3D Printing: A Game Changer for Medicine

3D printing has the potential to revolutionize medicine. It could soon allow the manufacturing of customized drug formulations and a variety of biomedical devices. Our speakers will introduce concrete applications of the technology as well as highlight remaining challenges.

3D printing isn’t a new technology and has actually been in use for decades. Its application was very narrow for most of that time though. In the 1980’s, early forms of 3D printing were all geared towards producing prototypes. These were used to test out new products without having to resort to highly-specific (and thus expensive) tools for that purpose. It was only through recent advances that 3D printing became viable as an industrial-production technology with a myriad of applications. In what already marks the 5th edition of the Connection Series, our speakers will discuss how medicine stands to benefit from 3D printing.

In its current iteration, 3D printing has the ability to create complex 3D geometries with precise microstructures. Structures so intricate that they would be difficult to produce by other means. Taking advantage of sophisticated medical imaging techniques, it might soon be possible to design customized drug formulations and a variety of biomedical devices. Dr. Yinyin Bao, a group leader in the Institute of Pharmaceutical Sciences at ETH Zürich, will discuss light-based manufacturing in particular, a technique offering high resolution and surface quality at a very competitive cost. Moreover, he will introduce biomedical applications made possible by this new technology.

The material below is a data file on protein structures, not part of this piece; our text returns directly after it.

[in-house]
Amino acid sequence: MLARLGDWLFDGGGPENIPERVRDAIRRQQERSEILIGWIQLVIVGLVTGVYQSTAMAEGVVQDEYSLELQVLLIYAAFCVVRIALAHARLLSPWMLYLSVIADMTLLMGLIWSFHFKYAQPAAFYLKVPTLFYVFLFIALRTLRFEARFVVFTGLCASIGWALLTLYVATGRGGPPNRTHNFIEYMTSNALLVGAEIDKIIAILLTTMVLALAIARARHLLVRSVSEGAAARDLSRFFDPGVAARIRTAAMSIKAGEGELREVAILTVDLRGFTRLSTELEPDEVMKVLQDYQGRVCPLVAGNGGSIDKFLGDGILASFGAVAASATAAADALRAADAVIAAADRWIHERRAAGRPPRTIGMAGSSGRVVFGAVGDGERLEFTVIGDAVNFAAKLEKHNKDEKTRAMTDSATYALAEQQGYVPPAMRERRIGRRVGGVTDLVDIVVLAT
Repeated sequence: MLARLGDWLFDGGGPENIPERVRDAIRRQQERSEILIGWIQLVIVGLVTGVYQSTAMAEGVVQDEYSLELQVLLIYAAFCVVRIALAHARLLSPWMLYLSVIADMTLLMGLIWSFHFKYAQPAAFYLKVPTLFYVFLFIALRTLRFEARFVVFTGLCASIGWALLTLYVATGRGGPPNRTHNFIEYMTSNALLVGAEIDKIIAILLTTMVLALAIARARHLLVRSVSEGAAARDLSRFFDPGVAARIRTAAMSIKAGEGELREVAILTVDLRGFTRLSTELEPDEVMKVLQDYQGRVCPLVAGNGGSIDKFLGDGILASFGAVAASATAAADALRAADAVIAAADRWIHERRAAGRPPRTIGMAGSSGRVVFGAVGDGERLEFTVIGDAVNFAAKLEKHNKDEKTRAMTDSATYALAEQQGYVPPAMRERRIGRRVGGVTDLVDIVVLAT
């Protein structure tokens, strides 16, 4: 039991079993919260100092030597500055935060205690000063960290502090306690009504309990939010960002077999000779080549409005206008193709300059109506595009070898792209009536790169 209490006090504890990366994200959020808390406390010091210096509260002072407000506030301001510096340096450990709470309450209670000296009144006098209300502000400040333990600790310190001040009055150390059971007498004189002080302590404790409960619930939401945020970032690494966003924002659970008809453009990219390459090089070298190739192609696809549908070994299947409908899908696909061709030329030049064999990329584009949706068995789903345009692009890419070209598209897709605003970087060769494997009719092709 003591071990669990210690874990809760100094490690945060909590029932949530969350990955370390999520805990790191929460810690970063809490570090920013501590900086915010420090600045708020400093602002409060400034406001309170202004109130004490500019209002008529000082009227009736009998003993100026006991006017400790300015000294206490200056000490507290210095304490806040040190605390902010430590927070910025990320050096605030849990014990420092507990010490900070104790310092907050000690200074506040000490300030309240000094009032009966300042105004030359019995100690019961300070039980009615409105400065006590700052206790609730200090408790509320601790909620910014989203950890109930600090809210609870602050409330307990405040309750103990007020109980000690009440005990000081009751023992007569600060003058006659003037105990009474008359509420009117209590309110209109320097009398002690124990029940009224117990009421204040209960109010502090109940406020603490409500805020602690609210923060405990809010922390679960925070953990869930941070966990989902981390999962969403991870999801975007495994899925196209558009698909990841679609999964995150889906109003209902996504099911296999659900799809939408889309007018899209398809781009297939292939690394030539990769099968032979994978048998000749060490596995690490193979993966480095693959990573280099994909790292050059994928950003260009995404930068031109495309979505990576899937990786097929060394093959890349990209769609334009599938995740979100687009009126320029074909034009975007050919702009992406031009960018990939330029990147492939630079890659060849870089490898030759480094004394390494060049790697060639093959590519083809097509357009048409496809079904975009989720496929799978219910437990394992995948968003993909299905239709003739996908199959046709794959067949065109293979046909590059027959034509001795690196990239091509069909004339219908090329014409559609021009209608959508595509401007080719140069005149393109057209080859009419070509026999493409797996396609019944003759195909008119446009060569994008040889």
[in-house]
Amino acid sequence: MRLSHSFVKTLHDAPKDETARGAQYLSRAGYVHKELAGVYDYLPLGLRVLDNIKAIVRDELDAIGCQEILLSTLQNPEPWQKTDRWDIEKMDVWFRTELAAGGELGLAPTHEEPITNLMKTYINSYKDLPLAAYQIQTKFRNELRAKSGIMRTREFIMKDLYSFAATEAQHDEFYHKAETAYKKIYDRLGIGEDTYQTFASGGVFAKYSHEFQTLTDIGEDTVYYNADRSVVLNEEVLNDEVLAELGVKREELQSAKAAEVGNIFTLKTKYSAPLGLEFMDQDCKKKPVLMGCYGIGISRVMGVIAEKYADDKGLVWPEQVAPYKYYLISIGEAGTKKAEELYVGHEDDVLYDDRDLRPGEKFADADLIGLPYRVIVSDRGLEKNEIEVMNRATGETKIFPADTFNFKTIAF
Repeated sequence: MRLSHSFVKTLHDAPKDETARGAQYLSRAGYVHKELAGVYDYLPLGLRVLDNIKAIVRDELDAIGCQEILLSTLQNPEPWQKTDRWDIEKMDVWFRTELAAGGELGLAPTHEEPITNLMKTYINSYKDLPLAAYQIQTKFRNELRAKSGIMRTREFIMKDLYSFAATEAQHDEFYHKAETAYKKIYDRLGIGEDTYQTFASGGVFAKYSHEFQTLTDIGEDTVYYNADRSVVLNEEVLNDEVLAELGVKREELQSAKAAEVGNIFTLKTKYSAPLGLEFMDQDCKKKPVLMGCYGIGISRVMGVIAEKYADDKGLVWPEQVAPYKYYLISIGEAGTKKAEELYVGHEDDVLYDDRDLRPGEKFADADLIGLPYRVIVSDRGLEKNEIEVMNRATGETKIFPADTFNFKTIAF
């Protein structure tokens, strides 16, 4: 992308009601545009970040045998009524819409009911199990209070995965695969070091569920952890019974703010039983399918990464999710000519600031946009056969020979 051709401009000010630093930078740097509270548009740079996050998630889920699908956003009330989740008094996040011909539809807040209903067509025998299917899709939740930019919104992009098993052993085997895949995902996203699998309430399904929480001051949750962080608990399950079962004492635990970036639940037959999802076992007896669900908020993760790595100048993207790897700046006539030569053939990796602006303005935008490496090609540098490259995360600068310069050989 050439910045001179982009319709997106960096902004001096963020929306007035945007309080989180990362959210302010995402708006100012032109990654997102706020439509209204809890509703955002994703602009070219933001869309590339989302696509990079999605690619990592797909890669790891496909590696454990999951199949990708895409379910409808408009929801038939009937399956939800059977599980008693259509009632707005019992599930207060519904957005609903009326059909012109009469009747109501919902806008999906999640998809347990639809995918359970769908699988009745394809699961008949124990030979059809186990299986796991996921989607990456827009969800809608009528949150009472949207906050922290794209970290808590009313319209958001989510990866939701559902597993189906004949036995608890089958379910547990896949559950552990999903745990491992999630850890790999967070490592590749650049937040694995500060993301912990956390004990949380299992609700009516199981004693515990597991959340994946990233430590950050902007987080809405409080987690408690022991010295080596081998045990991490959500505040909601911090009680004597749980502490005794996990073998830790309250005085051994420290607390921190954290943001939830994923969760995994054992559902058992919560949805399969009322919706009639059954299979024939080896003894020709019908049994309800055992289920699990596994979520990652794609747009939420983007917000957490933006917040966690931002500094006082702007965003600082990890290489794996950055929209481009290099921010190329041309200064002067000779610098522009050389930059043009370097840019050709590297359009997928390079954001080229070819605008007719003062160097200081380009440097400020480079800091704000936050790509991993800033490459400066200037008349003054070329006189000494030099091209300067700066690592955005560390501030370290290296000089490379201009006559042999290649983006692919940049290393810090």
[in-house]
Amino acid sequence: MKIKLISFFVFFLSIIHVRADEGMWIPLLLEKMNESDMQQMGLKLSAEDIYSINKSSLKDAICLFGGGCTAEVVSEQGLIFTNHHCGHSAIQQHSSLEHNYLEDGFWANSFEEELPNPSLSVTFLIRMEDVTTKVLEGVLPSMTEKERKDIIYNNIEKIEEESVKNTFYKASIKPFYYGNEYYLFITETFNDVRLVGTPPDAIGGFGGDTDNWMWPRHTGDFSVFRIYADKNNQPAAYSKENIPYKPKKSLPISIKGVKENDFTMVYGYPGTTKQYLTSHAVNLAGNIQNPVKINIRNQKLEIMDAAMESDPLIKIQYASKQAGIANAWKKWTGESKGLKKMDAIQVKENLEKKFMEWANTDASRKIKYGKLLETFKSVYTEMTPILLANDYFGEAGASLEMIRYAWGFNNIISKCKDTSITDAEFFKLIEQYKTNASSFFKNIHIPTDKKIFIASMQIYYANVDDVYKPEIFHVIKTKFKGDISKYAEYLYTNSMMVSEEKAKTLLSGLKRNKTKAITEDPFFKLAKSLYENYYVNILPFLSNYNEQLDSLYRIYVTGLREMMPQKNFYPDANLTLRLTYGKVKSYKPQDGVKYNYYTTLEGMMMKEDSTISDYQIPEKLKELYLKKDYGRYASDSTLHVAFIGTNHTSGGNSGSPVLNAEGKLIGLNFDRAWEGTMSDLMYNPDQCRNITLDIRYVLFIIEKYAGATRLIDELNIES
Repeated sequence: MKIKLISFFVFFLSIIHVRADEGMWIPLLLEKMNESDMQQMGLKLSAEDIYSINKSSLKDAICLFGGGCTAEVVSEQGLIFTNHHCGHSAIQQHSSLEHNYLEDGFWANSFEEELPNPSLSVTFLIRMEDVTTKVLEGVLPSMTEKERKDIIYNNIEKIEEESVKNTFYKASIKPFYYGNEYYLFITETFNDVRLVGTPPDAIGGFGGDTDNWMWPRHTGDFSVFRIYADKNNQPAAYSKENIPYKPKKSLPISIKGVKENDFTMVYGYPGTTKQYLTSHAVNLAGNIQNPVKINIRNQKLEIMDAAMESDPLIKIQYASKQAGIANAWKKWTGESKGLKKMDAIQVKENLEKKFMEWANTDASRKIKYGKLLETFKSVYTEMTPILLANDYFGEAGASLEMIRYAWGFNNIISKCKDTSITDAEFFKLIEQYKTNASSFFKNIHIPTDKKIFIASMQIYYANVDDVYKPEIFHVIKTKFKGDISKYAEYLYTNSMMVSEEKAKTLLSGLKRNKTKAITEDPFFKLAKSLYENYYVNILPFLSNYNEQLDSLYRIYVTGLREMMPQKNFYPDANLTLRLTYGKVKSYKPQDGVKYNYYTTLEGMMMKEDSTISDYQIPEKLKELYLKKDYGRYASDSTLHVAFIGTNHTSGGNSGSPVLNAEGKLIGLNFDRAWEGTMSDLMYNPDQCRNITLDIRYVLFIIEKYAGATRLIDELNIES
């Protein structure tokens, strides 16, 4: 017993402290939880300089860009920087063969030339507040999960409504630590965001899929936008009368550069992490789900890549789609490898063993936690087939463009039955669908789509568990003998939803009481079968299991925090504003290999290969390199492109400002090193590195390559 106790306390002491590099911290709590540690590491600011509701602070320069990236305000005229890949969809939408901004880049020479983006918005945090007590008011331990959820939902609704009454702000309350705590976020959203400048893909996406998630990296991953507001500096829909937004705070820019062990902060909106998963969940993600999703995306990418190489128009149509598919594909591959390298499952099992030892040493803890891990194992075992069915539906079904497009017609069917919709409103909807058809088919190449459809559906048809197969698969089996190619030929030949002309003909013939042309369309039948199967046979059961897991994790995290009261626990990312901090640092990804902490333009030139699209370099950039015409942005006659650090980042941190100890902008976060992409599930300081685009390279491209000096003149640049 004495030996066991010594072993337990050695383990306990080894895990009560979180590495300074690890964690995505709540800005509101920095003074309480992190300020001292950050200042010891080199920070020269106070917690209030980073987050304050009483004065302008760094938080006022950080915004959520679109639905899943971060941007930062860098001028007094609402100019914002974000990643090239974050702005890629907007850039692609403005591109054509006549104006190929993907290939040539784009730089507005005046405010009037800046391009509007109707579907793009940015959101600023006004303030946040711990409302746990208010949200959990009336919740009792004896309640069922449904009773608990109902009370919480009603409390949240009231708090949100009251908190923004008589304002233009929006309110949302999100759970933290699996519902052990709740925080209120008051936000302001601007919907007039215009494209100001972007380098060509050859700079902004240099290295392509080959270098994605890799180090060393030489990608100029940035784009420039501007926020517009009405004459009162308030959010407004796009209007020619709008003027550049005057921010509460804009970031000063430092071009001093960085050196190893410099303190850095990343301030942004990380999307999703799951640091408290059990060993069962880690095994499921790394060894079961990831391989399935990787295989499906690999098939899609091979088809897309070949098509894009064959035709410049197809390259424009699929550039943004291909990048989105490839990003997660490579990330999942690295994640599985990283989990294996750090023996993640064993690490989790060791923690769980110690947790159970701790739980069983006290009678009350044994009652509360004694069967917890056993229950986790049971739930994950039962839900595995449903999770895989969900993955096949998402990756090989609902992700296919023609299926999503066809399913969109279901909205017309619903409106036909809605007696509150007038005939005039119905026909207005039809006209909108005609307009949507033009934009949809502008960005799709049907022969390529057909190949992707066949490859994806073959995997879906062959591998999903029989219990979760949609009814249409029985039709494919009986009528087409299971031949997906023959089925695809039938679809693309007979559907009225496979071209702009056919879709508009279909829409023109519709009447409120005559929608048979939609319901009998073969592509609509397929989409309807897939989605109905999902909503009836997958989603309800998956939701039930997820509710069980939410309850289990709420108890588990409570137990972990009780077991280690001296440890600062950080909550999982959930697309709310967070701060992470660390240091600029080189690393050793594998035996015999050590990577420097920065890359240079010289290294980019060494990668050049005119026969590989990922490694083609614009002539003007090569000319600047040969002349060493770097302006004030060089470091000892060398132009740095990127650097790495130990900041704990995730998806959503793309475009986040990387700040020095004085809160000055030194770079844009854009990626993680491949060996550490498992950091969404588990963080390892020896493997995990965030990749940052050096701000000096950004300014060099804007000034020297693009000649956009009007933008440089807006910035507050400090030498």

Subsequently, Nevena Paunović, a PhD student in the Drug Formulation and Delivery group at ETH Zürich, will discuss digital light processing (DLP), one specific type of light-based 3D printing. She will argue that the technology possesses great potential for the manufacturing of affordable personalized medical devices. Beyond that, Paunović will address the lack of “pharmaceutical links” – biocompatible and biodegradable materials which can also be printed. Last but not least, she will highlight promising candidates for such materials as well as describe their biomedical applications. 

Event Rundown

16:00-16:05               Introduction

(Libing Gu – Head of Academic Relations, Swissnex in China)


16:05-16:25               3D printing with light

(Dr. Yinyin Bao – group leader in the lab of Prof. Jean-Christophe Leroux at the Institute of Pharmaceutical Sciences at ETH Zürich.)


16:25-16:45               3D printing of bioresorbable personalized devices

(Nevena Paunović – PhD student in the Drug Formulation and Delivery group at ETH Zürich.)


16:45-17:00              Q&A


In collaboration with

Connected Series

The Connected Series is a new format at Swissnex in China putting a spotlight on the best Sino-Swiss collaboration projects and research efforts. It highlights how teams from both countries can best work together to create synergies and get their projects off the ground.